I often ask people, “How often would you return to Facebook if your newsfeed showed the exact same information every time you visited?” Let’s say you visit Facebook in the morning and they show you certain posts from your friends. You go back to Facebook in the afternoon and you see the exact same posts. The same thing happens in a week, and again next month. How often would you return? Seldom, if ever, right?
Then I pose the question, “What makes you think your site is any different?” If every time a potential customer visits your site and nothing has changed for weeks, months, or even years, what possible reason do they have to return?
The simple truth is, your site is no different than Facebook. That’s why all major sites like Amazon, YouTube and others constantly update their sites. Oftentimes, these sites not only frequently change their content, but they personalize it for each person who visits. These sites are dynamic in order to attract and retain customers.
Yet, most small businesses are under the impression that they can just create a website and “it’s done.” Sometimes they only update every three or four years! Is it any wonder that you aren’t getting traffic to your site?
To delve deeper into this topic, I recently conducted a survey and verified these results. 84% of respondents said they visited Facebook either more than once a day or several times a week. But business sites were visited “Never, Seldom, or Occasionally” a whopping 92% of the time. This proves that sites with frequently updated content are visited more often.
You hear top marketers say things reminiscent of Gary Vaynerchuk: “The more content I put out, the luckier I seem to get.” I’ve even heard Gary V. say you need to post 100 times per day! And it’s not only him who believes this is the key to success; Bill Gates once wrote an essay, “Content is King”. With approximately 1.94 billion websites in existence, the only way to get noticed is through fresh content published on a regular basis.
So, you decide to put out a ton of content, yet all you hear is crickets. As a result, you give up and stop spending so much time creating. You’ve got better things to do, right? If no one is engaging with your content, is it worth it?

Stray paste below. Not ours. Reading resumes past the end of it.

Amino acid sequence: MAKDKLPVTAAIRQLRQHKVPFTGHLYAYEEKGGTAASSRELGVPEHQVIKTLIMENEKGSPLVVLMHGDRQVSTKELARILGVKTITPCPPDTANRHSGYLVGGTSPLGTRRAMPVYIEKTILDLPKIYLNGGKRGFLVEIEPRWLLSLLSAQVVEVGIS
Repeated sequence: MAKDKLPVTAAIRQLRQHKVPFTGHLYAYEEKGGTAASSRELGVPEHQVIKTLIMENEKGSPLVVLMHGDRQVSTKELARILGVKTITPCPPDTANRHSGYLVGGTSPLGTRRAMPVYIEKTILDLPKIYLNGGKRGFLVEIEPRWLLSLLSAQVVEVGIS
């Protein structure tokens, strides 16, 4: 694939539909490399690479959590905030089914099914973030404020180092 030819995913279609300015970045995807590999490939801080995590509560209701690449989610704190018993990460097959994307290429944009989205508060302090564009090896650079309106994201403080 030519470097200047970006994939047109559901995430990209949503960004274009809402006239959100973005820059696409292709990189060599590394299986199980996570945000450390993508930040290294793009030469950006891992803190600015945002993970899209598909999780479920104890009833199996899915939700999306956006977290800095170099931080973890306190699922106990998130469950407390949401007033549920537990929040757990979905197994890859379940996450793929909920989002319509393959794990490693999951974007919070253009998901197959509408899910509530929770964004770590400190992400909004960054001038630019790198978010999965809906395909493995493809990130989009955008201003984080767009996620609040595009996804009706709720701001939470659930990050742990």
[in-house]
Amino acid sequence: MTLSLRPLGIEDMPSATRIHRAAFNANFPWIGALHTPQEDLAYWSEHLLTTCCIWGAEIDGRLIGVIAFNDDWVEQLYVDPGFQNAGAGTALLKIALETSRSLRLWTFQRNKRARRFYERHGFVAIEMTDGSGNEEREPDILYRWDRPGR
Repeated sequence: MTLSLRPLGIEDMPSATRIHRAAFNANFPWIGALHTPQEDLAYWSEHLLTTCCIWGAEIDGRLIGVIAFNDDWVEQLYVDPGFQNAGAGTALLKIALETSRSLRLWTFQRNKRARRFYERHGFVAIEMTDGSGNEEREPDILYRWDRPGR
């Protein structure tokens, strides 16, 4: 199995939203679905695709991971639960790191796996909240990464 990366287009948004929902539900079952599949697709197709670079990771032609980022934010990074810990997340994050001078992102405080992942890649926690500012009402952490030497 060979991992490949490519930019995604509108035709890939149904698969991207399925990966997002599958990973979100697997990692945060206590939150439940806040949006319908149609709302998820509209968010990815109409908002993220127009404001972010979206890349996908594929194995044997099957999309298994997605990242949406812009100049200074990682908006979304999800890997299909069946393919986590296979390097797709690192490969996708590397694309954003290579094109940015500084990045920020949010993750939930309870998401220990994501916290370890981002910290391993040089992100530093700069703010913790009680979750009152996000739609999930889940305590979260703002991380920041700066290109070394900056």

Have a Strategy
The answer is yes, but you need to know where to start.
To pull yourself out of this funk, the first thing is to make sure you have a strategy. Most marketers have no strategy for creating content. They just post whatever they want, whenever they want, which makes it easy for readers to ignore your posts.
Consistency is crucial if you want to be successful online. You most likely aren’t publishing often enough. When it comes to uploading content, quality usually beats quantity. But, if you’re only posting once a month, you’ll struggle for any real attention.
That said, don’t confuse readers with a sales pitch. Your content shouldn’t sell, it should inform. You’re trying to build trust with your content.
There’s another important reason to produce content for your website, even if few people are consuming it: it makes a huge difference to your search engine placement. Content doesn’t have to be a blog. It can be a meme, audio files, videos and all the other stuff you like to post on social media. Just put it on your own website so that your site gains credibility instead of doing all this work for someone else’s site (such as Facebook – they get enough attention!).
For example, let’s say you’re selling a gourmet food product. You should create weekly content telling people how to use your item. Provide a new recipe each week. Teach them how to make a great meal using your product. Interview customers who came up with creative ways to use what you’re offering.
The fact of the matter is that you must keep going and putting out new content. Just don’t expect to see results overnight. I’ve seen first-hand that it often takes months or even years to gain a following.
Keep Visitors Interested
Next, make sure you keep people on your site. Most websites practically beg people to leave.
In the past, you’ve probably been told to make your content scannable. However, this is about the worst thing you can do if you want people to spend time on your page. Think about it. How long does it take you to scan an article? Instead, you want to give the perception that your content is scannable.
Most readers try to skim marketing content rather than investing the time to read it. They look for the points that stand out, such as subheads, callouts and images to get the gist of your article. If your reader can successfully do this, there’s no reason to actually read it. You obviously don’t want that.
But if your article is a wall of text, it’ll look like too much work, and people won’t read that either. What you need to do is give your content the appearance that it’s scannable and use those elements to draw readers in.
For example, I frequently use Click to Tweet callouts to get people to keep reading. Subheadings are also a good way to break up long blocks of text and make your article appear easier to read.
Remember, if you want visitors to return to your site and stay for 20 minutes or more, you need to follow other leading websites’ examples. As Tony Robbins likes saying, “success leaves clues.” Emulate the leaders and produce a ton of content. If you don’t have the time or energy to do it yourself, get others to create content for you (again, much like Facebook, YouTube, Amazon, and other leading sites do.)
Come to think of it, this is a guest post, so I just created content for this site – you can do the same!